Skin-sparing mastectomy and immediate reconstruction with a deep inferior epigastric perforator flap.
ABSTRACT It is important for breast reconstruction after mastectomy to recreate immediately good breast symmetry with an adequate amount of soft tissue.
Eight patients with breast cancer underwent skin-sparing mastectomy and immediate reconstruction with a deep inferior epigastric perforator flap. This operative technique, and the results, advantages, and disadvantages of the technique were assessed.
Seven patients had stage IIA disease, and one patient had stage I disease. An arc-shaped incision was made just at the lateral border of the breast in all patients. Three patients had a separate periareolar incision, and one had a circumferential nipple incision. There was 100% flap survival, and good breast symmetry was achieved in all patients. No major perioperative complications occurred in this series. A small amount of fat necrosis occurred in one flap. One patient had slight abdominal bulging. Minor wound-healing problems at the lateral breast skin envelope occurred in two patients.
These data indicate that skin-sparing mastectomy and immediate reconstruction with a DIEP flap is a reliable and safe technique. This method is a potentially useful surgical technique, which has achieved very promising results.
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ABSTRACT: Although breast reconstruction with deep inferior epigastric perforator (DIEP) flap is a well-described technique, few publications have specifically reported the technical aspects and the outcome following skin-sparing mastectomy (SSM). The aim of this study is to analyse the feasibility of its immediate application and to describe the operative planning, outcome and complications after SSM. 27 patients underwent 30 DIEP flap breast reconstructions with all immediate and 3 bilateral. Mean time of follow-up was 29 months. Breast skin, DIEP Flap and donor-site complications were evaluated. Information on patient satisfaction was collected. 70% had tumors measuring 2 cm or less (T1) and 74% were stage 0 and I according to American Joint Committee on Cancer. Breast skin complications occurred in 7.4%, all represented by small areas of skin necrosis. Partial losses were observed in two (7.4%) patients (less than 15% of total area) and total DIEP loss in 1 (3.7%). Donor-site complications represented by bulging occurred in only one patient (3.7%). The majority of patients were either very satisfied or satisfied. One local recurrence was observed. All complications except 2 were treated by a conservative approach. The DIEP flap is a reliable technique for SSM reconstruction. Success depends on patient selection, coordinated planning with the oncologic surgeon and careful intraoperative and postoperative management. The main advantage is that patients can safely undergo dual procedures with the added aesthetic benefits in breast and abdominal donor site.The Breast Journal 09/2007; 13(5):470-8. · 1.43 Impact Factor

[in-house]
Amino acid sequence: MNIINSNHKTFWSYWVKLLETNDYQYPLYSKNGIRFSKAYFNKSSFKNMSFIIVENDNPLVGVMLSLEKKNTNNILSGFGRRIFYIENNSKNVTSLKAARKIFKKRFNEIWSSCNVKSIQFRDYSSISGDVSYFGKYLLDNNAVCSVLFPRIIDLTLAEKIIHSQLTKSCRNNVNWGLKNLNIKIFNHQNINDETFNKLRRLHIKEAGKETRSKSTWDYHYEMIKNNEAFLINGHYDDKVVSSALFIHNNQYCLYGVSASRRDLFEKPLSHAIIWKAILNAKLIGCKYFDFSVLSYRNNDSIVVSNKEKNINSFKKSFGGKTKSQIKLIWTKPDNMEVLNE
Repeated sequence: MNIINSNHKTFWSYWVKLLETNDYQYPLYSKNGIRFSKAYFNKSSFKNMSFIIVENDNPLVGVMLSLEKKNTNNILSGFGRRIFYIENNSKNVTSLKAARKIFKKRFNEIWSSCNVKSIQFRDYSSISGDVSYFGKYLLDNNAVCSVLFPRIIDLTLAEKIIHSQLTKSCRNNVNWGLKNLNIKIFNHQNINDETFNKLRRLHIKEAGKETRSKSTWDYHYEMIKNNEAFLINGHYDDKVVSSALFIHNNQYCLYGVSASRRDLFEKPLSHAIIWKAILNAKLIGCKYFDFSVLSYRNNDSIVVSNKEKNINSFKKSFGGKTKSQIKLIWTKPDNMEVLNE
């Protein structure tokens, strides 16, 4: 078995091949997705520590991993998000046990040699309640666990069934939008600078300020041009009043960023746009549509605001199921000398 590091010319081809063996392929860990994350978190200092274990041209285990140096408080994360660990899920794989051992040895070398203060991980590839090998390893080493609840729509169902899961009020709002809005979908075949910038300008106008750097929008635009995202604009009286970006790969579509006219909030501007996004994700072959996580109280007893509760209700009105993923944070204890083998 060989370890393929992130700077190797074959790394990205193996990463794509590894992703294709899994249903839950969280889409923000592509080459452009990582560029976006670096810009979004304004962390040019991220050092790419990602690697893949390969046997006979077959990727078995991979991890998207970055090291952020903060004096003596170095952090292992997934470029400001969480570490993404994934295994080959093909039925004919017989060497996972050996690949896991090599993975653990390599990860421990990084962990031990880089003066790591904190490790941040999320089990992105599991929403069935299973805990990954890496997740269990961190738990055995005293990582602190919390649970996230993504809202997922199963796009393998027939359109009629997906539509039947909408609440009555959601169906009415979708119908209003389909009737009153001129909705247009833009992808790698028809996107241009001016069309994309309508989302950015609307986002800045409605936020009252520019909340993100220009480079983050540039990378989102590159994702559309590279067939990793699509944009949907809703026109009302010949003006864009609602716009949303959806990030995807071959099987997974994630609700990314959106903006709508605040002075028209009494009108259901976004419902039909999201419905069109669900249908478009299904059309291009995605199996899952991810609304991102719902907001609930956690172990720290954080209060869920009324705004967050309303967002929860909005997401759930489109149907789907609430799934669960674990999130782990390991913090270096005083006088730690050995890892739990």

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ABSTRACT: To review the oncological safety and aesthetic value of skin-sparing mastectomy (SSM) for invasive breast cancer (IBC) and ductal carcinoma in-situ (DCIS). Controversies including the impact of radiotherapy (RT) on immediate breast reconstruction (IBR), preservation of the nipple-areola complex (NAC) and the role of endoscopic mastectomy are also considered. Literature review facilitated by Medline and PubMed databases. SSM is an oncologically safe technique in selected cases, including IBC <5 cm, multi-centric tumours, DCIS and prophylactic risk-reduction surgery. The high risk of local recurrence (LR) excludes inflammatory breast cancers and tumours with extensive involvement of the skin. SSM can facilitate IBR and is associated with an excellent aesthetic result. Prior breast irradiation or the need for post-mastectomy radiotherapy (PMR) do not preclude SSM, however the cosmetic outcome may be affected. Nipple/areola preservation is possible for remote tumours, employing a frozen section protocol for the retro-areolar tissue. There is limited data available for endoscopic mastectomy and superiority over conventional SSM has not been established. In appropriately selected cases SSM is oncologically adequate. There are several patient centred advantages over conventional mastectomy, including aesthetic outcome and the avoidance of multiple staged procedures. Despite widespread uptake into surgical practice, validation of these techniques from randomised controlled trials is lacking.Breast Cancer Research and Treatment 11/2007; 111(3):391-403. · 4.20 Impact Factor